Grace Kelly was an American actress who became a princess after she married Rainier III, Prince of Monaco. She was born on November 12, 1929, in Philadelphia, Pennsylvania, to John B. Kelly Sr. and Margaret Katherine Majer. Kelly was the second of four children and the oldest daughter.
Kelly's father was a successful three-time Olympic gold medalist in rowing and the owner of a brickwork contracting company. Her mother was of Irish descent and was a physical education instructor. Kelly's upbringing was privileged, and she attended the finest schools, including the Stevens School and the Agnes Irwin School in Philadelphia.
Kelly began her acting career in the 1950s after she dropped out of Bennington College, where she was studying art. She moved to New York City to pursue acting and quickly found success, appearing in several stage productions and television shows.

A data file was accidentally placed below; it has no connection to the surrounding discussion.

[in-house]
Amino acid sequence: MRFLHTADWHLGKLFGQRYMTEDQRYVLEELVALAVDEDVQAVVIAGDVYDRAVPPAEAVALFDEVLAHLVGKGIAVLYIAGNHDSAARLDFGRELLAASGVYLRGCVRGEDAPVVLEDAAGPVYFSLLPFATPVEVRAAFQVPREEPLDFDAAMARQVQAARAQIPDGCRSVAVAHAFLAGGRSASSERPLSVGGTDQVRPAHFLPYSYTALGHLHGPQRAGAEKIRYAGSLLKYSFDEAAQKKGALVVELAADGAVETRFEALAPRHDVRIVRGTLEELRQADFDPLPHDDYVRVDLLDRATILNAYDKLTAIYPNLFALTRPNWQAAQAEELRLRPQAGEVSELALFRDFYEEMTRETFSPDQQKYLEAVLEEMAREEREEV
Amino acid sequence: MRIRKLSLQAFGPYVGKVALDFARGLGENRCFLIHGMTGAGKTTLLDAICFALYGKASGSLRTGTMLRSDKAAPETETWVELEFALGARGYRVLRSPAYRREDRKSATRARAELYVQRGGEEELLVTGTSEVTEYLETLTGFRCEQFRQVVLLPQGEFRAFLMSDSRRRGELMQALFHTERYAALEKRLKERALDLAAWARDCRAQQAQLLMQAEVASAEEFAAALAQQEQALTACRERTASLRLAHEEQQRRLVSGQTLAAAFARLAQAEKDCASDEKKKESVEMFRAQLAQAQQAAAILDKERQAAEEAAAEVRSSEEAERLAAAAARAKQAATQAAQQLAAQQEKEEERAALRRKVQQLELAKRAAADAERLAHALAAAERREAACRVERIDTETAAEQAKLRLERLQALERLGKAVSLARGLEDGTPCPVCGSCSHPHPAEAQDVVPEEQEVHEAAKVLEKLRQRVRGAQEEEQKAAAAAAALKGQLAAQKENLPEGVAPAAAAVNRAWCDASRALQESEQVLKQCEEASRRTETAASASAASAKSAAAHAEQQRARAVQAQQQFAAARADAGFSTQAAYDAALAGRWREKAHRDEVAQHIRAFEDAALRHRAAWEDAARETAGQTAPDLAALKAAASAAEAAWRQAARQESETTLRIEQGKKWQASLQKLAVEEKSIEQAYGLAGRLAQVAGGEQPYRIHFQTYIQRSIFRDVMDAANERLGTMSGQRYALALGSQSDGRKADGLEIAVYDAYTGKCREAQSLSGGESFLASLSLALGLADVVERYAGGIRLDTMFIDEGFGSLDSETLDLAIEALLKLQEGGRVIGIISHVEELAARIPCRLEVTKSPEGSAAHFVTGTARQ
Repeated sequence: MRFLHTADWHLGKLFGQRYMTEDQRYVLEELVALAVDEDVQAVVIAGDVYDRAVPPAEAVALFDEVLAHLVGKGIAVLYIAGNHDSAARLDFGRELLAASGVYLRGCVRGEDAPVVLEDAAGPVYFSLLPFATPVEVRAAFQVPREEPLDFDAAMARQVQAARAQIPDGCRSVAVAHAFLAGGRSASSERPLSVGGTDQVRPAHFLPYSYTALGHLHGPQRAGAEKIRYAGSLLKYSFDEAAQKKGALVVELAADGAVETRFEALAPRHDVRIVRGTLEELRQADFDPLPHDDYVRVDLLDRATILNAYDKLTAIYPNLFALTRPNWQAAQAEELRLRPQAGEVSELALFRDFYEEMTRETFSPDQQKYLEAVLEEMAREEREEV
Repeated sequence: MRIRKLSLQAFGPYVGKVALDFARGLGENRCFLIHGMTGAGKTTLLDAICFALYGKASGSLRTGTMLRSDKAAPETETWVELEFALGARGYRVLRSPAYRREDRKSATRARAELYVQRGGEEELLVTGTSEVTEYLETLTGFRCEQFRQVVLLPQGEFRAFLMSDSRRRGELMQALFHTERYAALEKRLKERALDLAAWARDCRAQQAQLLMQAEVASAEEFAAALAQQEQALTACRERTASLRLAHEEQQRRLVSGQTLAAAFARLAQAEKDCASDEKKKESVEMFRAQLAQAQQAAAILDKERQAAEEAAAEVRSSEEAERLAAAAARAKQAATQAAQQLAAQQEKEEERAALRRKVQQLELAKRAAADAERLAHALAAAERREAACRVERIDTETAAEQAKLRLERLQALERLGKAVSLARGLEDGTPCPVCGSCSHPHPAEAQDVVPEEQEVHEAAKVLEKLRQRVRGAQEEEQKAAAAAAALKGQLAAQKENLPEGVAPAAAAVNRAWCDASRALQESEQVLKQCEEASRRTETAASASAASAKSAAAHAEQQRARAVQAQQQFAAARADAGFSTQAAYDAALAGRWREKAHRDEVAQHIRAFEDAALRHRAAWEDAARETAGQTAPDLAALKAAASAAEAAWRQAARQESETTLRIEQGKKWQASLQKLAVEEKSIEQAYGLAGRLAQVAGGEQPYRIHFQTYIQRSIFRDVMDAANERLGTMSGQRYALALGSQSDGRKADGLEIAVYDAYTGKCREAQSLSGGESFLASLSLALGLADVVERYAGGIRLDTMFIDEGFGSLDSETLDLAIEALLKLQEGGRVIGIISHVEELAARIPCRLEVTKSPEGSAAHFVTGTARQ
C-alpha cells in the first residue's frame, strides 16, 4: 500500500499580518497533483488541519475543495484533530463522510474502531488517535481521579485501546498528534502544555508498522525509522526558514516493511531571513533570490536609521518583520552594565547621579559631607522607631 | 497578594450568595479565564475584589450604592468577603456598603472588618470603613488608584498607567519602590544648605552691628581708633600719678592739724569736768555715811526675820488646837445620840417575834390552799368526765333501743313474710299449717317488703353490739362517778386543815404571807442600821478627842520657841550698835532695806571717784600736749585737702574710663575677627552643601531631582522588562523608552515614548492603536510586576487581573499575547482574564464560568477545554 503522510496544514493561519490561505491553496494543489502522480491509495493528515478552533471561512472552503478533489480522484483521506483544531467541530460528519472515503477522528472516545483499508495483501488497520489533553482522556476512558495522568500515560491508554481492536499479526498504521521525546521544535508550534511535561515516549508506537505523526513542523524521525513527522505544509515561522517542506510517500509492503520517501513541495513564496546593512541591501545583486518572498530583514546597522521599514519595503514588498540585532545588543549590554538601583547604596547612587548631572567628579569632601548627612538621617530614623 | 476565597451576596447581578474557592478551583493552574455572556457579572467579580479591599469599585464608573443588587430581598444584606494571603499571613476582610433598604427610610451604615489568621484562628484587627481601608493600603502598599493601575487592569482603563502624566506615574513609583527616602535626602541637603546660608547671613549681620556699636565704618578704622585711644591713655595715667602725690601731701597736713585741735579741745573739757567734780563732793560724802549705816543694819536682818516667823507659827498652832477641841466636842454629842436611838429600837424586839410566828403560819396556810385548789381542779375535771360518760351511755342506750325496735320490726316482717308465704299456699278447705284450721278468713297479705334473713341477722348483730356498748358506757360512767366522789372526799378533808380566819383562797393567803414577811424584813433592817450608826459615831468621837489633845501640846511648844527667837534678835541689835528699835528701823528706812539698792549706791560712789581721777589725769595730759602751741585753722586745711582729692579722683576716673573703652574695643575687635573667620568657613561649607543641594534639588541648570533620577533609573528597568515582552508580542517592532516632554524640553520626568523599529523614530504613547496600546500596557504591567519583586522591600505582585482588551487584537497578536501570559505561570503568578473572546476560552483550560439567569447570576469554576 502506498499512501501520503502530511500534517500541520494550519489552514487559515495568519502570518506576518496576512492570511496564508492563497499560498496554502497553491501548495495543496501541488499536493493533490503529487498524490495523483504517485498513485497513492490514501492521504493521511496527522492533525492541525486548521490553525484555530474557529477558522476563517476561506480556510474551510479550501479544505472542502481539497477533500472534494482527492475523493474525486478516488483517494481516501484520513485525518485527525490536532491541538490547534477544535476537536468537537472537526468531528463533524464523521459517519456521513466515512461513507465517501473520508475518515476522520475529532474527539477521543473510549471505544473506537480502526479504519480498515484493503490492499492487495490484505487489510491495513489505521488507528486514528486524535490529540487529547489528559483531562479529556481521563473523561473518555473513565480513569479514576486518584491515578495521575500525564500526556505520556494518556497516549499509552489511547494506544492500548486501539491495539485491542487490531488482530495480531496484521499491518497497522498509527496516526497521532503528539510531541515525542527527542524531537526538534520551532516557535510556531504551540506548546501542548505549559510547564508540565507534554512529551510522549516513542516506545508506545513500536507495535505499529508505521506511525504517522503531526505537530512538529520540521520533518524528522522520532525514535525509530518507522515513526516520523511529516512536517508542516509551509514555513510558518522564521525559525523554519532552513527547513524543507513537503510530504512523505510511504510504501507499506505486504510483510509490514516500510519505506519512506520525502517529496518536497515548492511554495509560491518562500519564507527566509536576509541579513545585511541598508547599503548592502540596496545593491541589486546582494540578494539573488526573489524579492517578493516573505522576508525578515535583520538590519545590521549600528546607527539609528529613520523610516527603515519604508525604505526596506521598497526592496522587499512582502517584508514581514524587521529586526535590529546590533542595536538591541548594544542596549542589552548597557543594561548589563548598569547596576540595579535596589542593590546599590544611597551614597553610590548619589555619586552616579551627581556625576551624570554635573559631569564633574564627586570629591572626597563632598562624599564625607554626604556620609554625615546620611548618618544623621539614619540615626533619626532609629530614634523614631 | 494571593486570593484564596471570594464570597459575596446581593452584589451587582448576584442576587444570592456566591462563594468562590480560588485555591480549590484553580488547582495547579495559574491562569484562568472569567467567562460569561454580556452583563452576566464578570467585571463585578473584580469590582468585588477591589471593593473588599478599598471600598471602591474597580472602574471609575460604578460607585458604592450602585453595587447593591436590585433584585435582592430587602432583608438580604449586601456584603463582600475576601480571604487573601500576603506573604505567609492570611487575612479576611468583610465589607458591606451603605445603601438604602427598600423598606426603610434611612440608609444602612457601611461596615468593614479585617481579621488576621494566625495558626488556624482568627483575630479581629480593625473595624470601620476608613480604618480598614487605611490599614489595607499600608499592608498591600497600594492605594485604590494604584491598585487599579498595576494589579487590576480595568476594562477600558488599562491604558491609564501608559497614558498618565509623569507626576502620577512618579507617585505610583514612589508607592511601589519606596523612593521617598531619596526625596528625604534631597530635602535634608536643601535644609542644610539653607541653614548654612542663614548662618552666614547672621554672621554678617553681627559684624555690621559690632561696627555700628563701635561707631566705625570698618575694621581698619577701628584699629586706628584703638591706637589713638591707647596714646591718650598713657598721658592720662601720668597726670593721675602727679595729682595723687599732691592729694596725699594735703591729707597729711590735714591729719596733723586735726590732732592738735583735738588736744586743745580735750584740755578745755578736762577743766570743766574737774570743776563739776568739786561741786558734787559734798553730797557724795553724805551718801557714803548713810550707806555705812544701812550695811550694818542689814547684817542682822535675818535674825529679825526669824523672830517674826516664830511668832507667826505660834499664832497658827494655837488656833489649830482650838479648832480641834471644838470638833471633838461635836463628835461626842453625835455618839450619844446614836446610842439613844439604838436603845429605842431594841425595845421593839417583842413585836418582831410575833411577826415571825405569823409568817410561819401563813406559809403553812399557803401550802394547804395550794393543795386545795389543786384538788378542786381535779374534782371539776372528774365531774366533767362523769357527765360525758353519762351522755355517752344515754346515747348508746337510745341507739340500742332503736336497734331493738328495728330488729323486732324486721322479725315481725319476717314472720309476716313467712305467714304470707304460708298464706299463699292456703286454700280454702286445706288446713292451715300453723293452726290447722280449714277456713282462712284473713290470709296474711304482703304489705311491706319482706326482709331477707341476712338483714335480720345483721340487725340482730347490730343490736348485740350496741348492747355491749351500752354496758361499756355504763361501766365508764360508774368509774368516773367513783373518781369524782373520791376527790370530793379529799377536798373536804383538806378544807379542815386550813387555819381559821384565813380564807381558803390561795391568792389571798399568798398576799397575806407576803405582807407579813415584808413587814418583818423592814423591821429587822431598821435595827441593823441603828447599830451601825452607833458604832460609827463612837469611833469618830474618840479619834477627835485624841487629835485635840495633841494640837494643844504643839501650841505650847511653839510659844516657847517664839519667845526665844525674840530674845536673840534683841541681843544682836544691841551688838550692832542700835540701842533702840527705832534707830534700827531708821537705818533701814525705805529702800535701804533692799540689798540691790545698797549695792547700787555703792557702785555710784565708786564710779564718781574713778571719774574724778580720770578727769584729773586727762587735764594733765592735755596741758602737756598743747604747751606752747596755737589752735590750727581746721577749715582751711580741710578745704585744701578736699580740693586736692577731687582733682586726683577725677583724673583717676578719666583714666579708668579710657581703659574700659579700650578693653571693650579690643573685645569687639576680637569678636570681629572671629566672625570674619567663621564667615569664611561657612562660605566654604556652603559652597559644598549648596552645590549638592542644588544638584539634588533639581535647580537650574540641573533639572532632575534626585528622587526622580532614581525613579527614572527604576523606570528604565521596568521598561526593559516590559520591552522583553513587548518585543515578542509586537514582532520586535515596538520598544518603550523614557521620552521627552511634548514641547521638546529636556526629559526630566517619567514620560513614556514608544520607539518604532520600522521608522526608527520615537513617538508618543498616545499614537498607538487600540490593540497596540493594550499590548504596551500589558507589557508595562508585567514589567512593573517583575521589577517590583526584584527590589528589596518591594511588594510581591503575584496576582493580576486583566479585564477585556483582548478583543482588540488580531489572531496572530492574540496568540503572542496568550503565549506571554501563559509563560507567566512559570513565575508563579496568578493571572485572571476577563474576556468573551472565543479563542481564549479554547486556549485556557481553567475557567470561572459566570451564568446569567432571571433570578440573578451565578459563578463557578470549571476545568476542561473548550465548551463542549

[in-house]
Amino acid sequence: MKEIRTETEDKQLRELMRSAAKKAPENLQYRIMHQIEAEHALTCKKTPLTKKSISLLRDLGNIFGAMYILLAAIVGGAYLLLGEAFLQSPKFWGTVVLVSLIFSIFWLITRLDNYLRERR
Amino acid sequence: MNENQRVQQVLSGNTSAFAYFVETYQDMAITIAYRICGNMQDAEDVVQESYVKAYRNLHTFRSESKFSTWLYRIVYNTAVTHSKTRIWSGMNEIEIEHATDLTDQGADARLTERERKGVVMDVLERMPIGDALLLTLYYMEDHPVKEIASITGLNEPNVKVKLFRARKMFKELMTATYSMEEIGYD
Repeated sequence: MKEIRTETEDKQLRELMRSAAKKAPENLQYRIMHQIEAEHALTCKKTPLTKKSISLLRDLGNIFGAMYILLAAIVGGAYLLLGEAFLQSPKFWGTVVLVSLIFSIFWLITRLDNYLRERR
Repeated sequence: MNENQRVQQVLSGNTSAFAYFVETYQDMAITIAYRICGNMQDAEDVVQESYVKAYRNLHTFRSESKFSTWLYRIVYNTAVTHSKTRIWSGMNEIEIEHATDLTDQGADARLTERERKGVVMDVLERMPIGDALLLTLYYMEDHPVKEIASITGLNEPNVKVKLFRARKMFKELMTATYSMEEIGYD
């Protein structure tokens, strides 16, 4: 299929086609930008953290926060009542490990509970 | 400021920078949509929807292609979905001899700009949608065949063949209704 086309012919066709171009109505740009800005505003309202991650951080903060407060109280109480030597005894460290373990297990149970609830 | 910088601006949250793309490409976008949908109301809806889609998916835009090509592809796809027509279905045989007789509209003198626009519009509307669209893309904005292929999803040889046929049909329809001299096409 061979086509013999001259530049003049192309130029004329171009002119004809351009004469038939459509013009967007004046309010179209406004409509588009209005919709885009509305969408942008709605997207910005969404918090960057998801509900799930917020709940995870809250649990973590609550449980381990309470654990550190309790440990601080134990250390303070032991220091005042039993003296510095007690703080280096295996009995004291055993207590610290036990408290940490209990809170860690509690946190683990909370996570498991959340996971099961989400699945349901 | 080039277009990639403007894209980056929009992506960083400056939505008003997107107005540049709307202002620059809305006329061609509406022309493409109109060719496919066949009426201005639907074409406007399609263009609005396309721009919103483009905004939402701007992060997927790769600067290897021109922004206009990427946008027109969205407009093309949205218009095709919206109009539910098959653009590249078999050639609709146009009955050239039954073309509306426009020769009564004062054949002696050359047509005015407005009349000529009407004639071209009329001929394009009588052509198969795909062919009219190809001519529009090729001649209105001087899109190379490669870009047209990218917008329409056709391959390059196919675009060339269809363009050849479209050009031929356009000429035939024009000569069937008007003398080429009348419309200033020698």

In 1952, Kelly made her film debut in the movie "Fourteen Hours," and a year later, she appeared in "Mogambo," which earned her a Golden Globe Award for Best Supporting Actress. Kelly continued to act in both film and television throughout the 1950s, and in 1955, she won an Academy Award for Best Actress for her role in "The Country Girl."
Kelly's fame continued to grow, and she became one of the most popular actresses of the 1950s. She appeared in several classic films, including "High Noon," "To Catch a Thief," and "Rear Window."
In 1956, Kelly met Rainier III, Prince of Monaco, and the two were married in April of that year. Kelly retired from acting to become Princess of Monaco, and she focused on her philanthropic work and raising her children. She became a prominent figure in Monaco and was admired for her poise, elegance, and charitable work.
Kelly died on September 14, 1982, in a car accident in Monaco. She was 52 years old. Despite her untimely death, Kelly remains a beloved figure in both Hollywood and Monaco, and her legacy lives on as one of the most iconic actresses of all time.